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Use Preprocessor Directives to Support Multiple Web Service Versions

, 15 Feb 2011
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When there is a new version of a web service in a different URI, we usually just need to point to that new URl and get the new reference class for that service. A problem may arise when the new service definition does not keep backward compatibility, and your project will no longer compile because a

When there is a new version of a web service in a different URI, we usually just need to point to that new URl and get the new reference class for that service. A problem may arise when the new service definition does not keep backward compatibility, and your project will no longer compile because a property or method was either renamed, or it no longer exists.

An approach to address this problem is to create an assembly that provides a facade to abstract the object model of the web service.  In this facade, you can use preprocessor directives to indicate what web service namespace to include and what code to compile. This is a simple scenario:

Version 1 Version 2
namespace mydomain.services.version1 {
    
  public partial class myclass {
     public string LName;
     ....
  }
}
namespace mydomain.services.version2 {
    
  public partial class myclass {
     public string LastName;
     ....
  }
}

In this scenario,  the namespace and a property have changed. If you try to compile the code that consumes the web service using version two, there will be compilation errors because the namespace does not exists, and there is no LName property. You will then need to change the code to match the new web service definition, and all should work fine. But, what if you need to support both web service versions for different product releases? In this case, you may want to have the implementation for both versions in the same codebase. To achieve this, you can write the following on the facade class:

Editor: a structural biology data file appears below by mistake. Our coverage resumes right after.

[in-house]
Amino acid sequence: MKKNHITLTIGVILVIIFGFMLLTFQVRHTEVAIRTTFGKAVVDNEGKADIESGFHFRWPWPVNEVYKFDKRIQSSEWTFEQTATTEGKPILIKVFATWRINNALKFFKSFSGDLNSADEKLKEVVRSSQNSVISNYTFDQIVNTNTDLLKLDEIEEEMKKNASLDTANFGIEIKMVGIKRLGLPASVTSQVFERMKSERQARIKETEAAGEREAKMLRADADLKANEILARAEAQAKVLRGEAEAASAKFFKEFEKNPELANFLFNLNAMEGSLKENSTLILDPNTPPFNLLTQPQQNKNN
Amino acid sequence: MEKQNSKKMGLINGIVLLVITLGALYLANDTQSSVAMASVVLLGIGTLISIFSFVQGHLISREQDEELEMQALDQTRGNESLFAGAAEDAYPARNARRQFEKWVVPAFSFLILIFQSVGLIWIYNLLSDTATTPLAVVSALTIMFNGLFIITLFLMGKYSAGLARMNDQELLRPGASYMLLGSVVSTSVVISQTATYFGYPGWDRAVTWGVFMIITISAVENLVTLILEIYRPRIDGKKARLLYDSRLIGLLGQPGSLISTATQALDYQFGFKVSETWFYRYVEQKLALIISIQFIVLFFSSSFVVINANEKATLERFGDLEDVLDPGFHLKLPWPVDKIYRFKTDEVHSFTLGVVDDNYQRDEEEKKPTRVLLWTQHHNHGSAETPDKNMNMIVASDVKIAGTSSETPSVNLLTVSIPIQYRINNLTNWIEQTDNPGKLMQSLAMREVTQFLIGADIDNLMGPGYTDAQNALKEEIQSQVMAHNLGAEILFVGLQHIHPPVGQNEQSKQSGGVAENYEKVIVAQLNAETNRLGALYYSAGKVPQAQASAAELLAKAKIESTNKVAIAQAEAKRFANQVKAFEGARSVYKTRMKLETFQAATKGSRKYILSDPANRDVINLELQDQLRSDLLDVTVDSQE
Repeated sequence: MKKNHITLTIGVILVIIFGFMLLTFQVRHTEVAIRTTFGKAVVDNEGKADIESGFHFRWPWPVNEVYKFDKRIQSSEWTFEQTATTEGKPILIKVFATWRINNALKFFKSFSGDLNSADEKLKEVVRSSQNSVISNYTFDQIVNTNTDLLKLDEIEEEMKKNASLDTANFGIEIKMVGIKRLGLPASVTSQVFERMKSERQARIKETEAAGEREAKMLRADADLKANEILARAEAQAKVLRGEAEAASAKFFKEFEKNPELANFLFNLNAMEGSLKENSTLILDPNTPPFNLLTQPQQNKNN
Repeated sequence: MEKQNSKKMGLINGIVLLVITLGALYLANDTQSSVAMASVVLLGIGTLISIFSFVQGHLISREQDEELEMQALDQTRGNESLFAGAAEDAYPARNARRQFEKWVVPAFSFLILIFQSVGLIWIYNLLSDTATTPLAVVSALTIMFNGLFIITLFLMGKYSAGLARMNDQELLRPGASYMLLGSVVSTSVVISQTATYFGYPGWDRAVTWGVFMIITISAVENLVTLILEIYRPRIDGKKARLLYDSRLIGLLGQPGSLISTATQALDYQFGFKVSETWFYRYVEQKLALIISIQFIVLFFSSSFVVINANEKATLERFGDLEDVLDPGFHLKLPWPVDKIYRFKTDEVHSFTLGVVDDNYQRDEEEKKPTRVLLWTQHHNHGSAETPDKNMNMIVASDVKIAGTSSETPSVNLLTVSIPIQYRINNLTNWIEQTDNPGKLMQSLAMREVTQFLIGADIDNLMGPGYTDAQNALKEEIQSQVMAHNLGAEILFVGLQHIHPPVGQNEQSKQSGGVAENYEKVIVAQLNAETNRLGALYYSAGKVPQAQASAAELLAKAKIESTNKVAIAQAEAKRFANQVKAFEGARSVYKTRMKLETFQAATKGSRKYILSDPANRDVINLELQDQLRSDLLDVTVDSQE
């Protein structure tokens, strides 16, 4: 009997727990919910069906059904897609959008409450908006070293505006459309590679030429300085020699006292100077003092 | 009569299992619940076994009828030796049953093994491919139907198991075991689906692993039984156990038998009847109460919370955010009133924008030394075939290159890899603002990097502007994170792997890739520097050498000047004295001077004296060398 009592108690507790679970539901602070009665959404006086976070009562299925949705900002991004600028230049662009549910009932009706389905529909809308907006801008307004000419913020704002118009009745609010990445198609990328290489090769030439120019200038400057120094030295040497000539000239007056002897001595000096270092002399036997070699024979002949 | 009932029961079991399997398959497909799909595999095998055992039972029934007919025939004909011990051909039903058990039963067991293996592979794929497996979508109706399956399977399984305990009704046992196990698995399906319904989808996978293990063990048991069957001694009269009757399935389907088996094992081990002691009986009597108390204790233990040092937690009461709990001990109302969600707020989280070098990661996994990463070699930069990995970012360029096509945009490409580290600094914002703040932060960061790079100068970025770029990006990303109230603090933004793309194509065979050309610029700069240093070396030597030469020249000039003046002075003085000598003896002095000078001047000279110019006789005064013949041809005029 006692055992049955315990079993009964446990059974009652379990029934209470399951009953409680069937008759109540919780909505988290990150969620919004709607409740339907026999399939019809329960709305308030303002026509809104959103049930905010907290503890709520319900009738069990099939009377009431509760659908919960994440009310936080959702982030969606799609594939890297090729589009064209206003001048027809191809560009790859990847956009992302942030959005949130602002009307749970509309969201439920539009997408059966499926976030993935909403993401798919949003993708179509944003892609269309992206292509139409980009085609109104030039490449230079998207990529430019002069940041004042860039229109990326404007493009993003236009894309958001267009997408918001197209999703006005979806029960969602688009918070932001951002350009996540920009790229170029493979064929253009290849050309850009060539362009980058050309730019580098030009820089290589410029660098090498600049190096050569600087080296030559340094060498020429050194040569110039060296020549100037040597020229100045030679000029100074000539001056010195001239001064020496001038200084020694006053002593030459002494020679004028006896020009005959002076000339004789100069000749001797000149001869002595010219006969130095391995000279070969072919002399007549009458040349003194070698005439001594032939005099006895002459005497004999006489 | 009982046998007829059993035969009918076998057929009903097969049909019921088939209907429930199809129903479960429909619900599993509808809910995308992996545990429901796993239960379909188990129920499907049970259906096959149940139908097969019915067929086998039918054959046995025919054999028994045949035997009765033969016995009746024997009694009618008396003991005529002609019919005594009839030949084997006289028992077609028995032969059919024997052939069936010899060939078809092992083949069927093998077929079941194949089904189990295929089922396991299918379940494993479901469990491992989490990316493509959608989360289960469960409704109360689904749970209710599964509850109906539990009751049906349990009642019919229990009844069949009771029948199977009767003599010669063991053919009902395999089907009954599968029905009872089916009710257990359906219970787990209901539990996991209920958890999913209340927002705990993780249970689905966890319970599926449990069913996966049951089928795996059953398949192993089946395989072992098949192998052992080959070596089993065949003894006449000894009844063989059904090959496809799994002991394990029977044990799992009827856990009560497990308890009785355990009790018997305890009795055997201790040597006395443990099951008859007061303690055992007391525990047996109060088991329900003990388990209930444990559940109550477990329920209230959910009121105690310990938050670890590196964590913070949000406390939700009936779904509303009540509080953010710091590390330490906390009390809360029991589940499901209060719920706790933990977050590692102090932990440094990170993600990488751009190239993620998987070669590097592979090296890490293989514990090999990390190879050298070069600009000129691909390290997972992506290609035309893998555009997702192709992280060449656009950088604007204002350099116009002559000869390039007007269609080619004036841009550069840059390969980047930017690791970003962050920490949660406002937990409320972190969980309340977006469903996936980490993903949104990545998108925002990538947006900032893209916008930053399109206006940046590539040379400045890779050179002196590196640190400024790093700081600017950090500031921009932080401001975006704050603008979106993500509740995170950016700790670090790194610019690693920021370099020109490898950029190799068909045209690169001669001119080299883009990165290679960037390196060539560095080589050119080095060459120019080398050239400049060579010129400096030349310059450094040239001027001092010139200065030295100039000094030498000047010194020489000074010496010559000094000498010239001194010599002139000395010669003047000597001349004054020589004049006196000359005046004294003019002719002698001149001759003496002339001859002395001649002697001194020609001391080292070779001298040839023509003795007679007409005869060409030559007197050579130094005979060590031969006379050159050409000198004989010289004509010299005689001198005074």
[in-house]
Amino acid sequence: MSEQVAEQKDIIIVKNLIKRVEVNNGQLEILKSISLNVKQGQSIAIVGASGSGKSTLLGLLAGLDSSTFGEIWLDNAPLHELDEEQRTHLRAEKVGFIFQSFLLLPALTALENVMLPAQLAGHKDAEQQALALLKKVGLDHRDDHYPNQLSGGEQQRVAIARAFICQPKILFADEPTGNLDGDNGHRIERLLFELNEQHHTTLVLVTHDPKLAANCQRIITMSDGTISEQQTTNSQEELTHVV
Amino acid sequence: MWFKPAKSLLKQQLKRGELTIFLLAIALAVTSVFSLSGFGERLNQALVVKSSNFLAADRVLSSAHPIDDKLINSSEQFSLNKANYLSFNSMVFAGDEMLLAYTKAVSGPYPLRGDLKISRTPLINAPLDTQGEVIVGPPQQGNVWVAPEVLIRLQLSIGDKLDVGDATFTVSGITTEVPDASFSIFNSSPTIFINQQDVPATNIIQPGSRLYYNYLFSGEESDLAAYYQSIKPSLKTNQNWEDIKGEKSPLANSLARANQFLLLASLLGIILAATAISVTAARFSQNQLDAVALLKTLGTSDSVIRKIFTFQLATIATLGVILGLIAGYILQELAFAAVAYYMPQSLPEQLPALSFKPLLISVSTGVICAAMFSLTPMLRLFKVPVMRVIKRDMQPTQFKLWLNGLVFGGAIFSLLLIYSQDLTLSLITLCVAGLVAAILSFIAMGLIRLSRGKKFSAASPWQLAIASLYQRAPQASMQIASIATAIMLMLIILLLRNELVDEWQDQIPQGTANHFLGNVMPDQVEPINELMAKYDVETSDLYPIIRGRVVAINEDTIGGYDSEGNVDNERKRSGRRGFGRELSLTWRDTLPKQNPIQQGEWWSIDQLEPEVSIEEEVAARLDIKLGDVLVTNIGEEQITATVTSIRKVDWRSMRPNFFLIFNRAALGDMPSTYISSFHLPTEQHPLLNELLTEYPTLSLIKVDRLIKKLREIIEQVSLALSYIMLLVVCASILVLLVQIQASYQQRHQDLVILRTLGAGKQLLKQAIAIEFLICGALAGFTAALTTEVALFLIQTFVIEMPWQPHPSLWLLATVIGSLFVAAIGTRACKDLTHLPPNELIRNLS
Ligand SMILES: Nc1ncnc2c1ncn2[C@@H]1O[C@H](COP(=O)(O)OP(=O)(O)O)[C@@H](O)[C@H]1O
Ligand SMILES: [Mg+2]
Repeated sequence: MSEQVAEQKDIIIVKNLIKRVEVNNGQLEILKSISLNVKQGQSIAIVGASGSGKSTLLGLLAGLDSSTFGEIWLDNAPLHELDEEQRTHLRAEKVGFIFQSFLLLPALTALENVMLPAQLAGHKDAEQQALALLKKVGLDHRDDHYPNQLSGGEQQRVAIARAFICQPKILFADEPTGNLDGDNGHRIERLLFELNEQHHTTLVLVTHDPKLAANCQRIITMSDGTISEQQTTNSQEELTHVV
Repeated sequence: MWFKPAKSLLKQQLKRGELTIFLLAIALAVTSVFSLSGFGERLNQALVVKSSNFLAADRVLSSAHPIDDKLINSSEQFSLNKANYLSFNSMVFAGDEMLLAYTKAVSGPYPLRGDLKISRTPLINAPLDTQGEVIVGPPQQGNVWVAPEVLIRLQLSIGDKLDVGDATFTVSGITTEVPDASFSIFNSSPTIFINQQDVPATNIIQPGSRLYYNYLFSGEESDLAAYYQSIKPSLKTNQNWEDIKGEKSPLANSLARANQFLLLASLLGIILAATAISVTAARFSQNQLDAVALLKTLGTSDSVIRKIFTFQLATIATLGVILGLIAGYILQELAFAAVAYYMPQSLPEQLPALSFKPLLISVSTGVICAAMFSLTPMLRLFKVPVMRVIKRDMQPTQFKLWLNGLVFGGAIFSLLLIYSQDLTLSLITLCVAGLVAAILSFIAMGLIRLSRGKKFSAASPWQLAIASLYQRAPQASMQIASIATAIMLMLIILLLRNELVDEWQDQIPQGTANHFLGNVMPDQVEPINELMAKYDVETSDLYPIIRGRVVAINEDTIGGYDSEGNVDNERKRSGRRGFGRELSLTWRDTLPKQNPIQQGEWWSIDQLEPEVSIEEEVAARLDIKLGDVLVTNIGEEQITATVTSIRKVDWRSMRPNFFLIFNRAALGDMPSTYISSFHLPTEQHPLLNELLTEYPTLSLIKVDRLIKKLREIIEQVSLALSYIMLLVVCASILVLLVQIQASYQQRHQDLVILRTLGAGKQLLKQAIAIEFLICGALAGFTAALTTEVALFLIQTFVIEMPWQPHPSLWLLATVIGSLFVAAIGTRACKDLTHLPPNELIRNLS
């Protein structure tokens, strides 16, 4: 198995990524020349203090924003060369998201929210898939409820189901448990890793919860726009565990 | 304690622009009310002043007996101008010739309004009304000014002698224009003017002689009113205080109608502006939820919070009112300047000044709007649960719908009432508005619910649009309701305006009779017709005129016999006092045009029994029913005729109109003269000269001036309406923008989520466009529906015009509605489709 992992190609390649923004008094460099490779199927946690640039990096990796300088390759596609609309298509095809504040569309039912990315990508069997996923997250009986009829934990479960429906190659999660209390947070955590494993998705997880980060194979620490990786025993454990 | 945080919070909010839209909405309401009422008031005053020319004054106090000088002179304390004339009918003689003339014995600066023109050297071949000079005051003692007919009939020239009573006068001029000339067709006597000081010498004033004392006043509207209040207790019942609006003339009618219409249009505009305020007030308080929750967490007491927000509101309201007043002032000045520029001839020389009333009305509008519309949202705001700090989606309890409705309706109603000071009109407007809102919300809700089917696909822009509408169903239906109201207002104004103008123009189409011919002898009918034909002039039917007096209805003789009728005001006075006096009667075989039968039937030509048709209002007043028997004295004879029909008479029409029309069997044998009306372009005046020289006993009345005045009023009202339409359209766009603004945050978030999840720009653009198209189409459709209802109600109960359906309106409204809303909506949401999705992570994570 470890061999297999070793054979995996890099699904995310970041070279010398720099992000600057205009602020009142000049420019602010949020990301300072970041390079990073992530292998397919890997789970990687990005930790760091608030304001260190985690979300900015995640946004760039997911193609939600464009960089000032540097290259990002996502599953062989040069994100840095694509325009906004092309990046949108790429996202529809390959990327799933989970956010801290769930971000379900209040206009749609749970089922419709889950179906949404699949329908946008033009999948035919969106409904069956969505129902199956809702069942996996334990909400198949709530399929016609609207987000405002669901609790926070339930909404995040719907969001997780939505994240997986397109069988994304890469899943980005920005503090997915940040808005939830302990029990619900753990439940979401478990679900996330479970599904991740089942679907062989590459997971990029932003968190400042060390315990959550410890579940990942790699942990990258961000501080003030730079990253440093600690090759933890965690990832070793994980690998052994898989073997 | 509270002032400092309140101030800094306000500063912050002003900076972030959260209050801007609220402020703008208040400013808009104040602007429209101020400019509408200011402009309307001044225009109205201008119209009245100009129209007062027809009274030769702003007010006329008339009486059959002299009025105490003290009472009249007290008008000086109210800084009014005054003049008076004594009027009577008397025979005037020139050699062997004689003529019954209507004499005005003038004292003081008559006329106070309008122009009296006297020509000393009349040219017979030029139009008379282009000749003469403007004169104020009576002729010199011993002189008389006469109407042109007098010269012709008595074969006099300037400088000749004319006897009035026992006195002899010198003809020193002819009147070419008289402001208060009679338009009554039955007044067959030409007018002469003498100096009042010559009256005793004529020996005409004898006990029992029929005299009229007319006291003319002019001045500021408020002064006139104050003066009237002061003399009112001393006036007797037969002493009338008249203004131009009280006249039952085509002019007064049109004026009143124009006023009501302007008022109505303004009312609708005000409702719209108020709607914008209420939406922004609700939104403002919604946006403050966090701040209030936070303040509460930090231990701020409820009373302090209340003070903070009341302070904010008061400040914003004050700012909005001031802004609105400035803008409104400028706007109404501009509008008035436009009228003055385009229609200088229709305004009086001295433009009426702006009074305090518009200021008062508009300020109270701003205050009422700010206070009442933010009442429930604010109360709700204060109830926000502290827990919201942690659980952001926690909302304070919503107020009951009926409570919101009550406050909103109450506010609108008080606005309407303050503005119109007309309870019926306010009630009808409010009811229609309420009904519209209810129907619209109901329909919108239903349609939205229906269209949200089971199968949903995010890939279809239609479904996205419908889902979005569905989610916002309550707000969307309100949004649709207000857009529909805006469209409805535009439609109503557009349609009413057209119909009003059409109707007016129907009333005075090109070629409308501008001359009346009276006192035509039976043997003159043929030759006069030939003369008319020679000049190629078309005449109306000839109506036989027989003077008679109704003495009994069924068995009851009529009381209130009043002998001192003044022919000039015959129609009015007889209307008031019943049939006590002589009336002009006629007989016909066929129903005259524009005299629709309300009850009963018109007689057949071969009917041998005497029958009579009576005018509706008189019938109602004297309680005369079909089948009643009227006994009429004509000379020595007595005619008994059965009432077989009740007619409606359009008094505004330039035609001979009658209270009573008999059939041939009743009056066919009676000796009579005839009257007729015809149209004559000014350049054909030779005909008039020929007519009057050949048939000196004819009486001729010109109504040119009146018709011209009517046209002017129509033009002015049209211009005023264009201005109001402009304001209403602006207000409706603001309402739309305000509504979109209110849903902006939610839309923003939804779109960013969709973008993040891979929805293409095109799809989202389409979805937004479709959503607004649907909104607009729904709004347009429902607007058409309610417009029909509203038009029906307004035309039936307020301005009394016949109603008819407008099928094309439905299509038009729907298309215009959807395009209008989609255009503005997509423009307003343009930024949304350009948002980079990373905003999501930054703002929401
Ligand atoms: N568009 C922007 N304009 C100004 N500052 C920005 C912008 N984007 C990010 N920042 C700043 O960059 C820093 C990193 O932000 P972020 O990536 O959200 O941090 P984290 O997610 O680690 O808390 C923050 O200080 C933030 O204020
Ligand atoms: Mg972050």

#if USE_VERSION2
using mydomain.services.version2;
#else
using mydomain.services.version1;
#endif

On the project conditional compilation symbols,you can add USE_VERSION2 as the symbol to indicate what code segment should be included. In this case, version2 wil be used. If not compilation symbol is added, the default will be version1.

To address class members backward compatibility like in the case of the LastName property change, you write a facade property as follows:

public string LastName
{
#if USE_VERSION2
    get {return service1.LastName;}
#else 
    get {return service1.LName;}
#endif         
}

The property provides access to the member of the selected version. In this case, LastName when using version2 or LName as the default.

With this approach, the client that consumes the facade is abtsracted from the web service object model. Support to additional versions is done in the facade thus minimizing the impact to the rest of the application.

I hope you find this useful.

License

This article, along with any associated source code and files, is licensed under The Code Project Open License (CPOL)

About the Author

ozkar garcia
Software Developer (Senior) OG-BITechnologies
United States United States
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GeneralWCF Routing PinmemberJeffrey Schultz16-Feb-11 13:54 

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